MY 134-YEAR-OLD KENTUCKY “UNCLE”

October 7, 2017

 

He was the oldest man in the world. He rarely wore shoes and chewed tobacco constantly. He claimed he grew 3 sets of teeth during his long life. And when he died on July 5, 1922, his oldest child was 99 years old and his youngest only seven. Other men in the mountains lived to be old men, but none ever came close to John Shell.

 

This was my great, great grandfather, fondly known in the family as Uncle Johnny Shell (actually spelled Schell, according to my 100-year-old grandmother who had the same last name). Shell was a gunsmith, (his Kentucky Flintlock Rifle was recently auctioned for $40,250.00) a miller, a wainwright (repaired wagons) and a blacksmith. He made knives, axes, hammers, spinning wheels, looms, and whiskey. He was also widely known to be an exceptional storyteller.

 

Yes, back in 1922, my Uncle John Shell was purported to be 132 years old when he finally shed his old—very old—mortal coil.  Fact or fiction?  Well, we’ll probably never know for sure.  Like I said, he was a great storyteller.

 

Perhaps I inherited some small measure of his storytelling genes, although I confess I am striving to impress upon the world that I am not galloping toward 100, but am, in fact, retrogressing, gracefully, to the fine and stable age of 40.  As they say, only time will tell, but we all know how this story will end.

But I digress. 

 

Uncle Johnny was born in 1788 near the Roaring River in East Tennessee.  The family eventually settled in Leslie County, Kentucky, near what today is part of Harlan, KY. 

 

John Shell recalled the earthquake which rumbled through Kentucky in 1811, saying that it came in December, early in the morning and lasted for two days, shaking the dishes from the table and pictures from the walls. He could call to mind when the stars fell at night “long in bunches and one after the other” in 1837 or 1838.  John knew Daniel Boone and remembered him killing bear, deer and wild turkeys.

 

When the Civil War broke out, Shell rode all the way to Virginia to fight for the Confederacy. “When John Shell arrived in Virginia and finally got to see Robert E. Lee to enlist to fight for the Confederacy,” relates Shell descendant Naomi A. Middleton Taylor in a family history, “Robert E. Lee said to him, ‘Sir, I admire you for riding this far. But sir, I cannot take you because of your age.’ John Shell was disappointed. You see, he was 74 years old.”

 

Below is an excerpt from an article about Naomi A. Middleton Taylor whose book, My Legacy, traces her family genealogy, with the primary focus being on John Shell.  The article was written by Rachel E. Sheeley.

Taylor started her research at the Wayne County Historical Museum, where she was fortunately referred to Harry Hunter at the Smithsonian Institution. Hunter, a native Hoosier, assisted her with research on Shell that is recorded in the Smithsonian's National Museum of American History.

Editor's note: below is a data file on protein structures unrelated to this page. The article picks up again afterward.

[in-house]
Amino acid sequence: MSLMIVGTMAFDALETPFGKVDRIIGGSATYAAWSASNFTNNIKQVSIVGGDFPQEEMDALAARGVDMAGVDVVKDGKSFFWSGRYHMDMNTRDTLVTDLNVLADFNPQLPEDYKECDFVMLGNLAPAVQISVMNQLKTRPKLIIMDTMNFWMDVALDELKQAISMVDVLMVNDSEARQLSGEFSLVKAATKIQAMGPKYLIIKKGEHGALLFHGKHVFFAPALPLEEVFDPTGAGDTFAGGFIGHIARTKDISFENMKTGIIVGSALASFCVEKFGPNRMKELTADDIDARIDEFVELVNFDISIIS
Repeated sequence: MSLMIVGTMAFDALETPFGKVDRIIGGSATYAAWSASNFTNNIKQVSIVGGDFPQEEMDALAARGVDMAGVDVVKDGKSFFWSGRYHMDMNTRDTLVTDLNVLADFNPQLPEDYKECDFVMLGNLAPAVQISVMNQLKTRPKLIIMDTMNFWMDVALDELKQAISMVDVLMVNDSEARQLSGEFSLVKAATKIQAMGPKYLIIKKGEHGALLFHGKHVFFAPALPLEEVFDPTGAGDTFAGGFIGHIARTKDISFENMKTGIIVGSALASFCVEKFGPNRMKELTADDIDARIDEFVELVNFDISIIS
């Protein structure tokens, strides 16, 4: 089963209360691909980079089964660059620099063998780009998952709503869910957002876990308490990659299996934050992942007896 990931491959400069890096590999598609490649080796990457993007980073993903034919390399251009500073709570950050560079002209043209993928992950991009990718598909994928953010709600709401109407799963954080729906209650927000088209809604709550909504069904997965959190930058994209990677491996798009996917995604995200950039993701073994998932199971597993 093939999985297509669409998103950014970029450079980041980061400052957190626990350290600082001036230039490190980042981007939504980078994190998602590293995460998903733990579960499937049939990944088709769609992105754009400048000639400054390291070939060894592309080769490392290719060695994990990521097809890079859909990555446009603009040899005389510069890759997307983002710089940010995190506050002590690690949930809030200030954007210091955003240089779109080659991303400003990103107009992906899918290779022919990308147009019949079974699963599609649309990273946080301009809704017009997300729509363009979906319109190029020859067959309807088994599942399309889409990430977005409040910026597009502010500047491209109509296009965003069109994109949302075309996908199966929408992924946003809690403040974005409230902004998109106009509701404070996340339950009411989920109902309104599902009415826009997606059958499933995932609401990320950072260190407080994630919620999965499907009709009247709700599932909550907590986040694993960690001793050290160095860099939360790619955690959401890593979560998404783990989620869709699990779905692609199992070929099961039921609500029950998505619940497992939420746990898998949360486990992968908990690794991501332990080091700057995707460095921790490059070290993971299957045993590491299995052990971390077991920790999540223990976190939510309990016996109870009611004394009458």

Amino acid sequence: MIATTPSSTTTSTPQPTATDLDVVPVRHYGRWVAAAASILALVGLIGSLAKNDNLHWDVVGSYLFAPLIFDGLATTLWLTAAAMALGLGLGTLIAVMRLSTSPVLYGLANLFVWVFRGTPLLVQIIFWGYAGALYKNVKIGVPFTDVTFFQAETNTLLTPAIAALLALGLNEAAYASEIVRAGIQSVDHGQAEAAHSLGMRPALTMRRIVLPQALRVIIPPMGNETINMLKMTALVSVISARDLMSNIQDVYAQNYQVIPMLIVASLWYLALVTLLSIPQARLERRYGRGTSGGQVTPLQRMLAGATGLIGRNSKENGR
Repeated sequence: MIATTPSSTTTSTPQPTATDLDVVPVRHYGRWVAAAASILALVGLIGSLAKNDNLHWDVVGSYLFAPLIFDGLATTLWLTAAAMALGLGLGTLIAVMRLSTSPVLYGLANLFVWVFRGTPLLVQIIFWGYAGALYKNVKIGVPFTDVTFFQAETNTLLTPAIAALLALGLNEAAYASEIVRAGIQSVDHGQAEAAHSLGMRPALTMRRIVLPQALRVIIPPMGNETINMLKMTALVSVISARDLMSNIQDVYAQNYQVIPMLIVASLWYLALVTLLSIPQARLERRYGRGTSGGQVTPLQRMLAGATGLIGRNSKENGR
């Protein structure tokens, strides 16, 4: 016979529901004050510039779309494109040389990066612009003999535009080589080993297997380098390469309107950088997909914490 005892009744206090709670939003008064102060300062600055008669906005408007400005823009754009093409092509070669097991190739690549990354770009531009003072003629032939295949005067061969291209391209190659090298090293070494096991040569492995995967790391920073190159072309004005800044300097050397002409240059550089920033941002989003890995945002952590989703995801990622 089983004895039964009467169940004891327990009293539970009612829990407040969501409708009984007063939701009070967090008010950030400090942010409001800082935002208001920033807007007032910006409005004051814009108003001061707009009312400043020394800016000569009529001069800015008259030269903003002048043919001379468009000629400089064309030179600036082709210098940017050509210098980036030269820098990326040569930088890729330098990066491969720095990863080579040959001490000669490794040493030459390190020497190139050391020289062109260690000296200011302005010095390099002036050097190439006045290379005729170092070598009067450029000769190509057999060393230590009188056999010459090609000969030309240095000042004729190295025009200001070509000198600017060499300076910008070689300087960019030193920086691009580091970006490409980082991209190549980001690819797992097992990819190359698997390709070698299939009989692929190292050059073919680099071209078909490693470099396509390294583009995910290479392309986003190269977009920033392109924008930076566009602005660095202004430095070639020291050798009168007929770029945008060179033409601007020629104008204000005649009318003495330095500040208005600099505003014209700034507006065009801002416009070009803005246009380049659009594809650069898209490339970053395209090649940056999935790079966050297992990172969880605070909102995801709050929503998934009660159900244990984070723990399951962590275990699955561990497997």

John Shell was born in 1788 near the Roaring River in the territory of Tennessee to gunsmith Samuel and Mary Ann Shell. He learned the rifle-making trade from his father and was reputed to have been friends with Daniel Boone.

According to Taylor’s book, John Shell was always willing to fight for his beliefs.  ‘When the War of 1812 broke out, John Shell was 24 years old; when the Mexican War broke out in 1845, John Shell was 57 years old; when the Civil War broke out, John Shell rode all the way to Virginia to fight for Robert E. Lee of the Confederacy.’

 

John Shell moved to Kentucky when he was in his 30s. He and his first wife had 12 children. She lived to be 117.

When he married for a second time, it was to a much younger woman, Elizabeth “Betsy” Chappell Shell.

In 1915, the Shells had a son, James Albert Shell. The infant's father was 126 years old.

Middleton’s father—John Shell’s great-grandson—was just a year older than the infant.

 

John Shell’s longevity was celebrated at the Kentucky State Fair in Louisville, Ky., when he was age 131. According to a document in the Smithsonian, John Shell was able to produce a receipt for his poll tax—for which he would have had to have been 21 to pay—that was dated 1809.

 

After the appearance at the fair, John Shell is reputed to have gone back to his Grassy Creek home where he won a shooting challenge against three young men with a gun he made.

According to Taylor’s book, John Shell went hunting in 1922 when he was 132 years old and got caught in a storm. He became so ill he died.

 

‘He was an incredible gentleman,’ Taylor said.

Taylor said there are people who dispute John Shell’s advanced age, and to them she says, “Fooey.”

Her manuscript has been accepted for the Library of Congress.

 

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